During the period that Flying B transported fuel for ARCO, the Bains brothers and their drivers had to endure a considerable measure of abuse from Bill Davis, the lead man at ARCO's Seattle terminal where the drivers dropped off their fuel.   Davis did not like the Flying B drivers and purposely made their unloading work at the Seattle terminal difficult.   He made a point of delaying the Flying B drivers by ignoring their presence when they needed their papers signed after a delivery.   Because ARCO paid by the load (about $460 for each load), the delays meant that Flying B's drivers could haul fewer loads and make less money.   Davis made them stand out in the rain while other drivers were allowed to stay in their trucks or seek shelter.   Davis also falsely accused Flying B drivers of various safety violations and made them clean up spills left by other drivers instead of making those responsible clean up their own spills.

Davis's rudeness included-and by inference arose from-his ethnic animus against Sikhs.   Paul and Deep Bains, and many of the other Flying B drivers, were religiously observant Sikhs who wore turbans and long beards.   Davis started his relationship with Paul Bains by refusing to shake his hand.   He called Paul a “diaperhead” to his face despite Paul's protest that his turban was an important religious symbol.  “Mr. Bains” or “Paul” were apparently too hard for Davis to say-he preferred “raghead.”   One of Flying B's hired drivers said Davis commonly called him “stupid Indian,” “motherfucking Indian,” and similar sobriquets, and when he asked for a rag after Davis had told him to clean up a spill, Davis refused and told him to take the “fucking rag from your head and clean it.”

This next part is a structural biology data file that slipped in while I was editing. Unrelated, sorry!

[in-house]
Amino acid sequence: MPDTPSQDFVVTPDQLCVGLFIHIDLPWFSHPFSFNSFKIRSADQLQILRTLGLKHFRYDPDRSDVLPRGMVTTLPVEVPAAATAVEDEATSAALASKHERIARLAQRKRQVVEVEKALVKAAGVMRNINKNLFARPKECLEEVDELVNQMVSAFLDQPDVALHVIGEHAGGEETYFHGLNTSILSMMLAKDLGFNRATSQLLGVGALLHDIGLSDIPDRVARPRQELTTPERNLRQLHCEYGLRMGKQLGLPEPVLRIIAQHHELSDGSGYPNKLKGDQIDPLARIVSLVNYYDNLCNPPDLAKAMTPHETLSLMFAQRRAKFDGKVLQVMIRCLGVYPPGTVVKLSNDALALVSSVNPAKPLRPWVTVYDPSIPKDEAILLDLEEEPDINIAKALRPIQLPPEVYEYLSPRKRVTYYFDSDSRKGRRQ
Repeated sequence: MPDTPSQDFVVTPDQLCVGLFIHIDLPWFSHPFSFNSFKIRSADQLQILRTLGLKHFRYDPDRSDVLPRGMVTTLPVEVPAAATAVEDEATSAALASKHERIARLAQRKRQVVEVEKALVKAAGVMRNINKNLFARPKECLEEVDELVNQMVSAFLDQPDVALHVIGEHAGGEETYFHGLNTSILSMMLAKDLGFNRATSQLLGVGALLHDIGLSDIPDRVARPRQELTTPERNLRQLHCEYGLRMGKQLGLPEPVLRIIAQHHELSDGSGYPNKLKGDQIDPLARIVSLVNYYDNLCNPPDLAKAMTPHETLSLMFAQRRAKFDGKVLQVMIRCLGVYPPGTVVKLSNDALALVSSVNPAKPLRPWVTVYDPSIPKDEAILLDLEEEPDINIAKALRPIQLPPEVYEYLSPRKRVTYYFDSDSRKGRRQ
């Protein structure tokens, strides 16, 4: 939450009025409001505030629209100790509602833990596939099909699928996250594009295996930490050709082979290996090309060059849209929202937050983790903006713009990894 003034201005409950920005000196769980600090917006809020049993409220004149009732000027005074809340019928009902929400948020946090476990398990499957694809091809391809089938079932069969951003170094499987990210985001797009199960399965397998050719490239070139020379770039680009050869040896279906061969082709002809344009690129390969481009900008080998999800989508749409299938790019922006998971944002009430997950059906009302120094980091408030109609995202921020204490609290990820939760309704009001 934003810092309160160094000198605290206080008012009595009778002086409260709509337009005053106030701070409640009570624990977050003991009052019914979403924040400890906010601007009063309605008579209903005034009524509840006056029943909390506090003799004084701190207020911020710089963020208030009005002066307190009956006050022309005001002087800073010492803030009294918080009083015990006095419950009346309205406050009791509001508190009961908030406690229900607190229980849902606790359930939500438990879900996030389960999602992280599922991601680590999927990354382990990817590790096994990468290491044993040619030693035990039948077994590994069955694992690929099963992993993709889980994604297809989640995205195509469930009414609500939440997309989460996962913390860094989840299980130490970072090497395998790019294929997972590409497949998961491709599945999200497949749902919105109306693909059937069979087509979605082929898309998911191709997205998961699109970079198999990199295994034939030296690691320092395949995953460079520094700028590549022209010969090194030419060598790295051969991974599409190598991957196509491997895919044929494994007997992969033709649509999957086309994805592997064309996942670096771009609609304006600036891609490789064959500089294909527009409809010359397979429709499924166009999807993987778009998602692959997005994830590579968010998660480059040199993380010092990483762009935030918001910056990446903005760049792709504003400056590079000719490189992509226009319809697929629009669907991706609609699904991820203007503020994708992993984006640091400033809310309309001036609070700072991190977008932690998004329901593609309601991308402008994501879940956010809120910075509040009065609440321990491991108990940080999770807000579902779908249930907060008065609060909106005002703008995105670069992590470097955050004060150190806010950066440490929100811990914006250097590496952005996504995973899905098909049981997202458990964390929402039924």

After months of Davis's abuse, the morale of Flying B drivers suffered and drivers threatened to quit.   Even the non-Sikh Flying B drivers felt degraded by Davis's attitude toward their association with their company.   Davis asked both Patrick Dauer and A.C. Morgan, the only two Caucasian Flying B drivers, “How did you get hooked up with these fuckers?”

Eventually the Bains brothers decided to report Davis's abuse to Al Lawrence, the manager of the Seattle terminal and Davis's boss.   The brothers decided that Deep would talk to Lawrence.   Deep told Lawrence all about Davis's behavior, such as the names that Davis had called them-“diaperhead,” “stupid fucking Indian,” “raghead,” and “towelhead”-as well as how Davis had told them to go back to India, and how he made the Flying B drivers use slower pumps and stand outside in the rain.   Deep told Lawrence that the Flying B drivers were threatening to quit because of the hostile atmosphere.   Lawrence responded that perhaps Davis was upset about something and asked Deep to let him know if anything happened in the future.